I just did my bill paying. Well, I sort of did my bill paying. Over the years, I’ve hated doing bills more and more. NOT because of the expense, though that is certainly an unpleasant part of it, but because of the process. Back in the day, we wrote checks, put them in envelopes, licked a stamp, stuck it on an envelope, and mailed it. How quaint. How efficient.
Now, we (mostly) pay bills online. If we have a question about the bill, we attempt to reach the company by phone, go through a voice menu of options that is impossible to understand, constantly pressing zero to try and get a REAL person, and end up wasting hours ultimately getting nowhere, such as dealing with Verizon and other such “utilities” (see my column on Customer Service and Verizon).
If you really have an objection to a charge, you are GUILTY until proven innocent. Getting someone with ANY authority to reverse a charge or make a decision independent of some prescribed script is a serious challenge, if not impossible.
Back in the day, I could actually reach a decision maker and get help and service if there was a question about my bill. In fact, I got sympathy and concern that I might have been mischarged. Now, as with the guilty-until-proven-innocent phrase earlier, proving YOUR innocence and a mischarge is nearly impossible.
Verizon has lied to me for over a nearly one-year period about false charges on my bill. Reaching them – EVERY SINGLE TIME – has been a chore. I’ve explained in intimate detail the fraud they’ve perpetuated, and most of the time the recipient of my articulate words can’t follow me and asks me to repeat everything repeatedly!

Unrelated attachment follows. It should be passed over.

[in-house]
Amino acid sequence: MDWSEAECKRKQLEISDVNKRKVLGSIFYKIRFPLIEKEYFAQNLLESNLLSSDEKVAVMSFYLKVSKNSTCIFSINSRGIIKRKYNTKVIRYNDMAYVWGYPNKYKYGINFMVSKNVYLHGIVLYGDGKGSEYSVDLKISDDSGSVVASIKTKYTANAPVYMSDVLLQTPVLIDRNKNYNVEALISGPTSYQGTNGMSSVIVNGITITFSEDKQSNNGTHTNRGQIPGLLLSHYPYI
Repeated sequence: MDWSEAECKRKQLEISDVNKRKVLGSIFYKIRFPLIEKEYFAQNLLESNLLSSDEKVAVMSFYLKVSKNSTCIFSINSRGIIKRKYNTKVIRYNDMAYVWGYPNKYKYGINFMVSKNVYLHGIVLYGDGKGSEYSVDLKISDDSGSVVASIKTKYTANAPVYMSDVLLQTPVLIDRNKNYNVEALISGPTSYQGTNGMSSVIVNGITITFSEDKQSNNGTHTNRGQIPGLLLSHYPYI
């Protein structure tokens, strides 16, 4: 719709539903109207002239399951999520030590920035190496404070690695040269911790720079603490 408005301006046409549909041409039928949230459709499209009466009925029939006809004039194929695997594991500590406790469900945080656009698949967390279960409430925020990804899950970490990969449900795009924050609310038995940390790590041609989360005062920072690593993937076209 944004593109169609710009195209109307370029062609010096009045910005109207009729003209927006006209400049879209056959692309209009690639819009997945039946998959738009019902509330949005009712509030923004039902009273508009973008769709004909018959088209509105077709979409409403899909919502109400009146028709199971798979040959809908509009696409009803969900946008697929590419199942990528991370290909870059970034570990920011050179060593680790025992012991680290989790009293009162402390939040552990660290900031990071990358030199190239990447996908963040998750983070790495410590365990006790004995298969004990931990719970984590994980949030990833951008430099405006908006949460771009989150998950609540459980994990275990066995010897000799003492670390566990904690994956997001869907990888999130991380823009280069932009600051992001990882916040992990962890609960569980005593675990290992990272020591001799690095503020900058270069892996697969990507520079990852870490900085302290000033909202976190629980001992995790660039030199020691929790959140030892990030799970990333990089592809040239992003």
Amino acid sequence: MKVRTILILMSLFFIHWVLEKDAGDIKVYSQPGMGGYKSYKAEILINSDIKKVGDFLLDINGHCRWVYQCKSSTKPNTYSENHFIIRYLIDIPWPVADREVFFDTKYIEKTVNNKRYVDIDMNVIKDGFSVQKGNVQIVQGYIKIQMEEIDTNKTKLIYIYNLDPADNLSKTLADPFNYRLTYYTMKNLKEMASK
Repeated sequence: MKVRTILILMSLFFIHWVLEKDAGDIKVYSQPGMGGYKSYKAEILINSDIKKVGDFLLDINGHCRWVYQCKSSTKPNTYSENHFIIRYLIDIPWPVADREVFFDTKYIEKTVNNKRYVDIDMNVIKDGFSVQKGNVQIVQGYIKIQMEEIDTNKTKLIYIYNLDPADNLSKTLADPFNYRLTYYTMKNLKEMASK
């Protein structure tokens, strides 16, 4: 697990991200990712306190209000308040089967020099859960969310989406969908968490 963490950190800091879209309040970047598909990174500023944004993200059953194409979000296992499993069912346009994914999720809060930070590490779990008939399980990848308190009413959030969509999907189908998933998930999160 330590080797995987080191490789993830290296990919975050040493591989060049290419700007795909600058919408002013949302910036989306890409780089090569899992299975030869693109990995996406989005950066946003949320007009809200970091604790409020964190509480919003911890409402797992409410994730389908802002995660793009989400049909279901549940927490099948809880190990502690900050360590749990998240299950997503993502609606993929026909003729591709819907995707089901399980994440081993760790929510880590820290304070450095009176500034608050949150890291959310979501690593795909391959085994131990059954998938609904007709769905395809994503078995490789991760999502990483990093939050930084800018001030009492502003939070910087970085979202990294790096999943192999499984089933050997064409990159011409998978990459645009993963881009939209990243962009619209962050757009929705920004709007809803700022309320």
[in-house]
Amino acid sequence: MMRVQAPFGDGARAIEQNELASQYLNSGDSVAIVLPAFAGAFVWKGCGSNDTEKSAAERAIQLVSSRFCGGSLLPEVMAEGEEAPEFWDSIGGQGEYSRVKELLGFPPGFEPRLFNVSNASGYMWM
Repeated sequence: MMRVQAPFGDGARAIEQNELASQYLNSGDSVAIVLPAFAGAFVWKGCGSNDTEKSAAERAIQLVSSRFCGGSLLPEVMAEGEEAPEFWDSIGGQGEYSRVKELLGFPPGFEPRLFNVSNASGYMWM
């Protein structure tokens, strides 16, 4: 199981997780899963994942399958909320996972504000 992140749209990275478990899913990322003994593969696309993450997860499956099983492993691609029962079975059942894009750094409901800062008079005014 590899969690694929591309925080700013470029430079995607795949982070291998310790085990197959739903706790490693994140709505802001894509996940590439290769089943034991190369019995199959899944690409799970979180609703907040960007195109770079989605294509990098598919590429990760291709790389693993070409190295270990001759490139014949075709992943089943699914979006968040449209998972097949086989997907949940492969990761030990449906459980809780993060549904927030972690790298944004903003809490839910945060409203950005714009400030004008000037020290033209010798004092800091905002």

I’ve explained to Verizon that I don’t even care anymore about the excess and fraudulent charges; I just want to be DONE WITH THEM. I explain that the time I’ve wasted with them, attempting to get my bill explained and corrected has cost me more aggravation and time (time IS money) than the amount of the excess charges are worth (fighting over).
All I’ve asked for in the past couple of months was assurance, in writing, that if I paid their extortion fees that I would be DONE WITH THEM. They will not give me any written assurance that paying off these final bills – which I’d been assured were “final” repeatedly – would actually close my account.
It’s worth noting that the reason I closed my account (or tried to close it) with Verizon was my family could not get cell service in our home. I tried repeatedly to get technical service to no avail and switched to another provider. By all reason and so-called best (business) practices, I should have been allowed to cancel my service with no fees, let alone the ongoing charges that bear no relation to service, even their incoherent contract!
As of this writing, I’m still waiting on a promised call from Verizon to resolve my bill. They are late by weeks. What else is new?
Most companies make reaching them today hard – ON PURPOSE. They have voice recordings that URGE you to visit them online. As most of us know, most of the time we do “visit” them online we can’t navigate the site or find anything of value about OUR question.
We then again attempt to reach a human being. What a thought! Talk to someone at the company that WE employ and ask for help. Boy, this is really a demanding desire, isn’t it?
So, bills to me sort of represent all this 1984/fdystopian view of the times. I let them pile up simply because I can’t stand opening them and going through trying to decipher the charges and then, gulp, try and get any help if I do have a question.
Naturally, the ONLY solution to my ongoing frustration with the state of affairs today is to LET GO. Sadly, that is not in my nature and, while I know it’s destructive, I still strive for clarity and I still don’t want to pay for things I didn’t buy or subscribe to/for!
How do YOU handle the stack of bills on your desk? How do you deal with questions or problems with a bill? Do you try to “fight it” or, if the excess charges are small enough, let it go simply because you’re unwilling to go through the hassle to get it fixed?